One Billion Users’ Keyboard Apps Expose Keystrokes Due to Flaw

What you should know


  • Research laboratory Citizen Lab identified a vulnerability in keyboard apps designed for typing Chinese characters using the pinyin system, potentially affecting up to a billion users.
  • The vulnerability was found in apps from nine vendors, including major brands like Huawei, Samsung, and Xiaomi, with most apps not employing secure encryption methods.
  • Cloud-based prediction features in these apps could turn them into keyloggers, allowing for the possibility of unauthorized access to what users are typing.
  • Most vendors have fixed the vulnerabilities after being notified, highlighting the importance of using up-to-date software and considering on-device keyboards for enhanced privacy.


Full Story

Oh boy, here’s something you might not have seen coming. Citizen Lab, those tech sleuths, have stumbled upon a doozy of a glitch in the matrix. We’re talking about keyboard apps. Yes, the very ones you use to spill your deepest, darkest secrets, or maybe just to ask about dinner plans. These apps, particularly favored for typing out Chinese characters via the pinyin system, are sitting ducks for prying eyes.

Now, get this. The researchers weren’t just poking around in any old apps. They had their magnifying glasses out for big names like Baidu, Honor, and Huawei, to name a few. Nine vendors in total. And guess where these devices were chilling? Yep, China.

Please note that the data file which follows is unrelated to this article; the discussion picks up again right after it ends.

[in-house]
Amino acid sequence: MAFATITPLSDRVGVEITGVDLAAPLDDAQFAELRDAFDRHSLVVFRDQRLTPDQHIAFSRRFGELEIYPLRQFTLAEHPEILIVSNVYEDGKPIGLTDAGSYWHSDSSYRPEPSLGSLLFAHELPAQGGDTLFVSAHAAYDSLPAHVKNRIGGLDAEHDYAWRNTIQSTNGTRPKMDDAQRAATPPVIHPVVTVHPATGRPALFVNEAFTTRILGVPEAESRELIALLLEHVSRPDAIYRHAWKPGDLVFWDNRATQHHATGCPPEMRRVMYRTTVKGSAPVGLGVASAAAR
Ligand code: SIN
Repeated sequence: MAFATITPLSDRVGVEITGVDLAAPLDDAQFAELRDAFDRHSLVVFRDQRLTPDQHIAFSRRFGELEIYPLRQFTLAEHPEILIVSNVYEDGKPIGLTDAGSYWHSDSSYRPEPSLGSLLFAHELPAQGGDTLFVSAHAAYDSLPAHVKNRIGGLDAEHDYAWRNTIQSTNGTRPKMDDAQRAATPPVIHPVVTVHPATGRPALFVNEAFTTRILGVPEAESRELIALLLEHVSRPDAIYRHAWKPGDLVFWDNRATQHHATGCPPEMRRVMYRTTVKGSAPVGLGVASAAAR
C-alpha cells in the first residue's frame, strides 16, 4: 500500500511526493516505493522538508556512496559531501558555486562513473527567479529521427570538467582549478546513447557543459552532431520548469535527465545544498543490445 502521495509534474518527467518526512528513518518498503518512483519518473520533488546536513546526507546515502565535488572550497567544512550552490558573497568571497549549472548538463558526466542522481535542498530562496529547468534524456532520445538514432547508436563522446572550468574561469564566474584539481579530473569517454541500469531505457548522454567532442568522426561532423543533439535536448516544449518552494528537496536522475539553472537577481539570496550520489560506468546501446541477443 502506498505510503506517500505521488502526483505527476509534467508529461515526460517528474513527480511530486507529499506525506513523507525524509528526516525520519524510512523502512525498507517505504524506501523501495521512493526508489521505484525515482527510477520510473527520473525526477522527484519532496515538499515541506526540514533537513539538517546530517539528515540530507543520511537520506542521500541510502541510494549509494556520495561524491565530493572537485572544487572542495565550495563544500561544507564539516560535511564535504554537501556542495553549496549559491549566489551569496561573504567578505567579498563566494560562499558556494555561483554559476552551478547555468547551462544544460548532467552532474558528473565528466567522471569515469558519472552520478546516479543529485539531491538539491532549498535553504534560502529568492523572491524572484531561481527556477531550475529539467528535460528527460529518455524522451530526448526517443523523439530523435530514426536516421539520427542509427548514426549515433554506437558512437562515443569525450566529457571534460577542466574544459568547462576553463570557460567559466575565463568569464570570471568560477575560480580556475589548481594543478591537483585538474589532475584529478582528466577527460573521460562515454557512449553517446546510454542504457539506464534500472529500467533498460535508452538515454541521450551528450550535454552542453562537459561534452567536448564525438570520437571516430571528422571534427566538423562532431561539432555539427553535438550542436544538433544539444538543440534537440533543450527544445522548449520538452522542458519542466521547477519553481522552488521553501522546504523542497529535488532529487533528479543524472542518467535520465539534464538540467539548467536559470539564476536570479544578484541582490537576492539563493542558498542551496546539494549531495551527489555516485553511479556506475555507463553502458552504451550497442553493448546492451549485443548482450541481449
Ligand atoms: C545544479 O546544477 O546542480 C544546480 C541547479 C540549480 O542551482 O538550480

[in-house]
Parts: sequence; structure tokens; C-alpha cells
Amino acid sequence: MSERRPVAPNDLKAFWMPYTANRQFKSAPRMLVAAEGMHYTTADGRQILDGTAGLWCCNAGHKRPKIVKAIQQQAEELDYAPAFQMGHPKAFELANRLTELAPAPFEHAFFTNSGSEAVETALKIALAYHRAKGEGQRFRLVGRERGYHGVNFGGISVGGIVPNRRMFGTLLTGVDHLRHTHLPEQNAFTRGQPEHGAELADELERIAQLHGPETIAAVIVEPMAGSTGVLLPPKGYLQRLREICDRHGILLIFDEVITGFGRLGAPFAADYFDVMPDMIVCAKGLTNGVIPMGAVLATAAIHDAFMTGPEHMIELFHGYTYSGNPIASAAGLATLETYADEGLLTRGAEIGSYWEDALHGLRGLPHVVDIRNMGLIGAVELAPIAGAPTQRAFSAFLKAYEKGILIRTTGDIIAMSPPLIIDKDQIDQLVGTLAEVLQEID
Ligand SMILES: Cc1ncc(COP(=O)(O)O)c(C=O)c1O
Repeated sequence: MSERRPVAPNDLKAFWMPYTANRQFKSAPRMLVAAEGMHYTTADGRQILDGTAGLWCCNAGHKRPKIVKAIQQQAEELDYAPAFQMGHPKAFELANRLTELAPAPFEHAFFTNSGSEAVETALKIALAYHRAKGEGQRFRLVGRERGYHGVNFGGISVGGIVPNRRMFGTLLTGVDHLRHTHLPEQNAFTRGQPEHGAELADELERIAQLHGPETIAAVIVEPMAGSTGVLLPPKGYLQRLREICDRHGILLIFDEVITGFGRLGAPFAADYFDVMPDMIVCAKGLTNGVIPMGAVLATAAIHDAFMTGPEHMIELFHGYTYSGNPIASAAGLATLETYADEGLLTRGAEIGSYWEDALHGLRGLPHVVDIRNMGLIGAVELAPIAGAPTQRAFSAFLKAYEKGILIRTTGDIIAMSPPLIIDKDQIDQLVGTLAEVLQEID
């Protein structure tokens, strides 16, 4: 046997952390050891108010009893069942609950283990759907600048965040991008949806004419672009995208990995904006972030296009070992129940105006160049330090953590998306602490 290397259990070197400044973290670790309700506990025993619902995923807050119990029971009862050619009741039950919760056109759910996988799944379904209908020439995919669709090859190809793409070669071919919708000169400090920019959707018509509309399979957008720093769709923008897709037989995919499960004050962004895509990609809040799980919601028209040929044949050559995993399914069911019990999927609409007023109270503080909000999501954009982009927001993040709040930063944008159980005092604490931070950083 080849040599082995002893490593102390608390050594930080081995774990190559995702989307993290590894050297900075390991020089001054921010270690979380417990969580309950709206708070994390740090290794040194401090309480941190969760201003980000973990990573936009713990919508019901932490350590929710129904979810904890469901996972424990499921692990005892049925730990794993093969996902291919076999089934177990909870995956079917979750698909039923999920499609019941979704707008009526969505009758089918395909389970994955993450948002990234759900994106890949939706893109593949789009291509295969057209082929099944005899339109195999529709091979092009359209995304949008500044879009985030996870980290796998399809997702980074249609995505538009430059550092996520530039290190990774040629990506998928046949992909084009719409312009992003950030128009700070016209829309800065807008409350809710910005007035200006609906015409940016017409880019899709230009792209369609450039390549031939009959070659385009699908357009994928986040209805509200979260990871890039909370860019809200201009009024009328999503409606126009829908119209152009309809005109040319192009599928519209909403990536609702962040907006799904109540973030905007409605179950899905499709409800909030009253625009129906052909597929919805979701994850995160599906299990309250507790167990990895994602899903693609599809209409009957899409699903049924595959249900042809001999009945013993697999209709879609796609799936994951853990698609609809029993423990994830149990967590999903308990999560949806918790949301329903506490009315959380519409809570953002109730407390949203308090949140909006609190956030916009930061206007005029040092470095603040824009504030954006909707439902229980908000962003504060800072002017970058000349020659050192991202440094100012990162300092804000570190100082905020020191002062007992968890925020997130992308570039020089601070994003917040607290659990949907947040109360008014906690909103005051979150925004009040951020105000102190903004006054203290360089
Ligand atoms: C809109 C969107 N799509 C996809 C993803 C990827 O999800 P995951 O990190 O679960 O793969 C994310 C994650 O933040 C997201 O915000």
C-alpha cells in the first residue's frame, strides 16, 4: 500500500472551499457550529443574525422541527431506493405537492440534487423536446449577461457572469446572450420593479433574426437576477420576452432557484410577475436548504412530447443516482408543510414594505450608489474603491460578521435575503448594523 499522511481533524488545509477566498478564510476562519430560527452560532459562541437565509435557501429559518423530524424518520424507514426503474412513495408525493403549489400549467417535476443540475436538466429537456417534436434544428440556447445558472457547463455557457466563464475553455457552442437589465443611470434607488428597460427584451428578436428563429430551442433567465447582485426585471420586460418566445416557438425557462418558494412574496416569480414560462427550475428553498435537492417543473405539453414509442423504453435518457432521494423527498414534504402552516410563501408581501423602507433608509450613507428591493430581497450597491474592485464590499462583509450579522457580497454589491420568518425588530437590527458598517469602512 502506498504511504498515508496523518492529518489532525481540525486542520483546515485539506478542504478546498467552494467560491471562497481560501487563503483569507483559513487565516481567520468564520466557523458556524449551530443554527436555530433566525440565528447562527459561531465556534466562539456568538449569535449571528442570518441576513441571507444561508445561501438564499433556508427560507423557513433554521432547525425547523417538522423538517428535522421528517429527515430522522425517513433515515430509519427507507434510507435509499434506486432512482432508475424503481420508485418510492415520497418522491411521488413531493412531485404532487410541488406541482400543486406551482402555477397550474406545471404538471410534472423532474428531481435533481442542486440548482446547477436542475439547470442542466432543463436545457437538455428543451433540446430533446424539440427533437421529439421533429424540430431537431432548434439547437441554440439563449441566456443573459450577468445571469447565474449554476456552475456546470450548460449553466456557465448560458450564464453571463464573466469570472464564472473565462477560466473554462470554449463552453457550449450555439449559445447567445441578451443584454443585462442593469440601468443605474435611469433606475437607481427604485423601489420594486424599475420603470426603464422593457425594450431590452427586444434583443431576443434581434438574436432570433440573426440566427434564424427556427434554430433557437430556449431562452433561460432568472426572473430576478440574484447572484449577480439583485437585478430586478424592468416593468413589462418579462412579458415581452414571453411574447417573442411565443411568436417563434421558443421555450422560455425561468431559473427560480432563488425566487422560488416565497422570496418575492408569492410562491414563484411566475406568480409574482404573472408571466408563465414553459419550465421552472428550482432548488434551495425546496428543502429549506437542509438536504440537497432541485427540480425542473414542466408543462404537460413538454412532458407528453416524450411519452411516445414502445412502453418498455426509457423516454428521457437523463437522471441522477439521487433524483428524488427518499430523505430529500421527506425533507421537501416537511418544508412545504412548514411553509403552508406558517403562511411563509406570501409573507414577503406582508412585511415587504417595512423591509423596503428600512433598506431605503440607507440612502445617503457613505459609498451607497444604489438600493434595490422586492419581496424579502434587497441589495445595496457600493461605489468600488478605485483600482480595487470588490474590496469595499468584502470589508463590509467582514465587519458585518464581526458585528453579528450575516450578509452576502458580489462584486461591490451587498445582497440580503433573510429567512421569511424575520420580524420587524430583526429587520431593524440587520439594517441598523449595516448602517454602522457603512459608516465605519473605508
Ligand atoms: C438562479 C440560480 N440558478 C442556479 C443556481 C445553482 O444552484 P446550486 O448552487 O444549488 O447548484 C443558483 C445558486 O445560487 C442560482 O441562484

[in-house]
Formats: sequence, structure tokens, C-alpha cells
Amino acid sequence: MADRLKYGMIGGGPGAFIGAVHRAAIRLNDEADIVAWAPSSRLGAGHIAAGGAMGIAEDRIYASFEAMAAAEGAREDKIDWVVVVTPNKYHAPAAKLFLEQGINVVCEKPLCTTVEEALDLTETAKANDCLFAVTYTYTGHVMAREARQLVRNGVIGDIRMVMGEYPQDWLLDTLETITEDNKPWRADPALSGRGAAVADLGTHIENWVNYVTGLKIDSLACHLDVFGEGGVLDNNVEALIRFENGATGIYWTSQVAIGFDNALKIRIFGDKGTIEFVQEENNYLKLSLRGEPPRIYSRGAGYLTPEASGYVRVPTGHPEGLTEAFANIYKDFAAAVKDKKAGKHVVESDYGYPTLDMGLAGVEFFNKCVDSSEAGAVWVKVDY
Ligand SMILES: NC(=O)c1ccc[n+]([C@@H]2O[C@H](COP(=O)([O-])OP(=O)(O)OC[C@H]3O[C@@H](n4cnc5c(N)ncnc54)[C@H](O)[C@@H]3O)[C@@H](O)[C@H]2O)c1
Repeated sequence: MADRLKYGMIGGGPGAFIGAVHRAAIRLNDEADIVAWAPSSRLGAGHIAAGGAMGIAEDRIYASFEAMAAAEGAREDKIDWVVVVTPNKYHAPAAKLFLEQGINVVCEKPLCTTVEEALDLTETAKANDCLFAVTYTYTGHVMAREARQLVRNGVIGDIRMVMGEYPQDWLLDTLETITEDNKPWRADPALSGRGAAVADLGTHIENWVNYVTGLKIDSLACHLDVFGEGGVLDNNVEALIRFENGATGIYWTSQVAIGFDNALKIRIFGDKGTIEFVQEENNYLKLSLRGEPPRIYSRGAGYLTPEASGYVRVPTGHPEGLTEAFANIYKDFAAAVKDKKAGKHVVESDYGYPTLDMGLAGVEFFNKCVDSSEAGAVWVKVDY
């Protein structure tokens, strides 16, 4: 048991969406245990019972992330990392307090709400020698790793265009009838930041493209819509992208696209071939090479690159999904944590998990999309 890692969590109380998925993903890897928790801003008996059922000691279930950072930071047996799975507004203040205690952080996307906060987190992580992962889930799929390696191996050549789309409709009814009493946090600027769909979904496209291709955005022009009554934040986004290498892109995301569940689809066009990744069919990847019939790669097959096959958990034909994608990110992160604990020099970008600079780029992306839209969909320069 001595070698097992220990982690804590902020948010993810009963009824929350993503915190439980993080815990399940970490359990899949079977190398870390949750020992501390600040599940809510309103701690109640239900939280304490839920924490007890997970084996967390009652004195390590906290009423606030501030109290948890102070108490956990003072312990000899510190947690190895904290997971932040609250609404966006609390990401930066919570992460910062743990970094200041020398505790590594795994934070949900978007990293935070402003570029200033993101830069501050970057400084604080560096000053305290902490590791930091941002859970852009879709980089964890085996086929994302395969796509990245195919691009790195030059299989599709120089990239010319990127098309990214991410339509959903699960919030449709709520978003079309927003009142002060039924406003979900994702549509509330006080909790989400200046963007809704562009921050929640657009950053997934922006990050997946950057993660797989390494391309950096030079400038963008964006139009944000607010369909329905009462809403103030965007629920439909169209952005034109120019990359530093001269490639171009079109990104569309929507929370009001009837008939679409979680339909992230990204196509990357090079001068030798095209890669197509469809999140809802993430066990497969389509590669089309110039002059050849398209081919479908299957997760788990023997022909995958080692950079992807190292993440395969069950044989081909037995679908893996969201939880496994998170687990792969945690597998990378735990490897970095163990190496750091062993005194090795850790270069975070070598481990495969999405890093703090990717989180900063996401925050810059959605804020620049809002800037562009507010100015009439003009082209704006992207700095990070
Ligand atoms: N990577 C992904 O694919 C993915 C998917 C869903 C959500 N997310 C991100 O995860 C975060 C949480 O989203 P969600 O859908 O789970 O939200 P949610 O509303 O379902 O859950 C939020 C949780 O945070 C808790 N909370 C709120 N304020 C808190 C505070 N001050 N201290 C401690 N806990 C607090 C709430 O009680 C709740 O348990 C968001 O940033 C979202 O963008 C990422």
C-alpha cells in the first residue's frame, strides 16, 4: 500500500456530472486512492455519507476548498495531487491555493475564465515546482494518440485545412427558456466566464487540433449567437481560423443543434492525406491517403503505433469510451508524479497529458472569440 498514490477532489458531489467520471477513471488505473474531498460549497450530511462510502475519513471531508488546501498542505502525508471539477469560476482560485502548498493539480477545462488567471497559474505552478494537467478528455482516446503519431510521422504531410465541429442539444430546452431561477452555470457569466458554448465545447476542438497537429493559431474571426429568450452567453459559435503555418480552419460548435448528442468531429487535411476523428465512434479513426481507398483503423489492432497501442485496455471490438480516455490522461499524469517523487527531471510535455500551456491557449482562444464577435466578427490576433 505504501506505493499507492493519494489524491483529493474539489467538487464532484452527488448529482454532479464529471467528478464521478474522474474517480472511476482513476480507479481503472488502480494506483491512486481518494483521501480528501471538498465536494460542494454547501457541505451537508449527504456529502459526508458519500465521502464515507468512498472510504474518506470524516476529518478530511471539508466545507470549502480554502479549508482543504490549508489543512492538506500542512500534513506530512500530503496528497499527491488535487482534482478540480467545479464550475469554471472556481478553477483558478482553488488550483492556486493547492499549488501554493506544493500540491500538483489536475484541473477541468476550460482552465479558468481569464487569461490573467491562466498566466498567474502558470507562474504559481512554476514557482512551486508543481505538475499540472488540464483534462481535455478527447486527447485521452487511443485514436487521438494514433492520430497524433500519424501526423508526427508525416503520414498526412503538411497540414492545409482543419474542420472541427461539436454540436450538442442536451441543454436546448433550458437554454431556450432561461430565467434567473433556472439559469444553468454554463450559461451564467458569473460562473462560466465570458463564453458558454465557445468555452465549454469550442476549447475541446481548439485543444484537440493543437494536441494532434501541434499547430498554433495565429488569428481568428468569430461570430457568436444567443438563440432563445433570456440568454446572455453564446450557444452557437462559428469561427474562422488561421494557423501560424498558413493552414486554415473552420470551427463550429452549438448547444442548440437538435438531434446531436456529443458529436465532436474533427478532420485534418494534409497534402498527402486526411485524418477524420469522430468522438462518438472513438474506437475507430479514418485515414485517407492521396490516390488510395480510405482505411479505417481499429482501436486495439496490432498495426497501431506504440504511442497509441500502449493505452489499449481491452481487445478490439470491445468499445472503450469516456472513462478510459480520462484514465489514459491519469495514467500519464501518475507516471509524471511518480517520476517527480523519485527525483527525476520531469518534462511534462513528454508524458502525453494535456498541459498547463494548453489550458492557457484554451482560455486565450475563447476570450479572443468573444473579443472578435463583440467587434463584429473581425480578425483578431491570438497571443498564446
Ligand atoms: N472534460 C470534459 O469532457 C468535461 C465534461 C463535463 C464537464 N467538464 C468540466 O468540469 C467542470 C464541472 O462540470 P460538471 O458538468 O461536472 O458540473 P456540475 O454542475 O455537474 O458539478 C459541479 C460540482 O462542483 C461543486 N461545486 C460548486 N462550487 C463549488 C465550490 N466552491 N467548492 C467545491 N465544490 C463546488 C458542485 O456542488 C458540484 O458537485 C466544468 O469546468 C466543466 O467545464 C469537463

Here’s the kicker. Samsung Keyboard was caught with its digital pants down, not encrypting anything. Zilch. Nada. And the rest? They seemed to think asymmetric cryptography was just a suggestion.

Typing in Chinese isn’t a walk in the park, you know? It’s complex. So, these apps try to make life easier with cloud-based prediction. Sounds handy, right? Except, it’s like sending your thoughts on a postcard through a town gossip.

Out of all these apps Citizen Lab peeked into, all but Huawei’s had their secrets laid bare. Imagine your keyboard turning into a blabbermouth. Not cool.

And here’s where it gets even spicier. These vulnerabilities are like catnip for eavesdroppers. They don’t even have to lift a finger to intercept what you’re typing. Talk about stealth mode.

Now, why should you care? Well, imagine someone reading over your shoulder. Except it’s not just someone. It could be, say, government spies. The researchers are pretty worried this isn’t their first rodeo with these vulnerabilities.

They’re throwing around big numbers too. Up to a billion users might have been caught in this net. That’s a lot of spilled beans. Thankfully, most vendors have patched things up after getting the heads-up.

Oh, and in case you’re wondering, Apple and Google are sitting pretty. Their keyboards don’t chat with the cloud about your keystrokes.

So, what’s the moral of the story? If you’re not keen on sharing your typing habits with the world, maybe stick to keyboards that don’t gossip. And keep your digital house in order with those updates. Just a friendly tip from your neighborhood tech whisperer.

Derrick Flynn
Derrick Flynn
With over four years of experience in tech journalism, Derrick has honed his skills and knowledge to become a vital part of the PhonesInsights team. His intuitive reviews and insightful commentary on the latest smartphones and wearable technology consistently provide our readers with valuable information.


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